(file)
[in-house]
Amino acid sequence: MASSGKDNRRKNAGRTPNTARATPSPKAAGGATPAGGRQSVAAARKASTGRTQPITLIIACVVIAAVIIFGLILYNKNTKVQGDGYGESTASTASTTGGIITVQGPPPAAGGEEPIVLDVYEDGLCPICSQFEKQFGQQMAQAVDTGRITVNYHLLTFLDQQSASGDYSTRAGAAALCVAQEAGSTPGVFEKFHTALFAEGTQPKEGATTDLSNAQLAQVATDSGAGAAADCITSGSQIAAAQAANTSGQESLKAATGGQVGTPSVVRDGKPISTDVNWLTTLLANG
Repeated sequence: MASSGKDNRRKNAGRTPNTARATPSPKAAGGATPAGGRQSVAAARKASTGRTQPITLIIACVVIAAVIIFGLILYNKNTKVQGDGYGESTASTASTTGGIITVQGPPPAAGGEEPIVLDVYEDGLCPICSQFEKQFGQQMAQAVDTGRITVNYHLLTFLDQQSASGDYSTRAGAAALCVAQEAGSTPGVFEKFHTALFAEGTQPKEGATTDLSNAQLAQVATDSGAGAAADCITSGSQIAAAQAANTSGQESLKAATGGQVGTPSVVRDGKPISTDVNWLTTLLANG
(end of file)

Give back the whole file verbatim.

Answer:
[in-house]
Amino acid sequence: MASSGKDNRRKNAGRTPNTARATPSPKAAGGATPAGGRQSVAAARKASTGRTQPITLIIACVVIAAVIIFGLILYNKNTKVQGDGYGESTASTASTTGGIITVQGPPPAAGGEEPIVLDVYEDGLCPICSQFEKQFGQQMAQAVDTGRITVNYHLLTFLDQQSASGDYSTRAGAAALCVAQEAGSTPGVFEKFHTALFAEGTQPKEGATTDLSNAQLAQVATDSGAGAAADCITSGSQIAAAQAANTSGQESLKAATGGQVGTPSVVRDGKPISTDVNWLTTLLANG
Repeated sequence: MASSGKDNRRKNAGRTPNTARATPSPKAAGGATPAGGRQSVAAARKASTGRTQPITLIIACVVIAAVIIFGLILYNKNTKVQGDGYGESTASTASTTGGIITVQGPPPAAGGEEPIVLDVYEDGLCPICSQFEKQFGQQMAQAVDTGRITVNYHLLTFLDQQSASGDYSTRAGAAALCVAQEAGSTPGVFEKFHTALFAEGTQPKEGATTDLSNAQLAQVATDSGAGAAADCITSGSQIAAAQAANTSGQESLKAATGGQVGTPSVVRDGKPISTDVNWLTTLLANG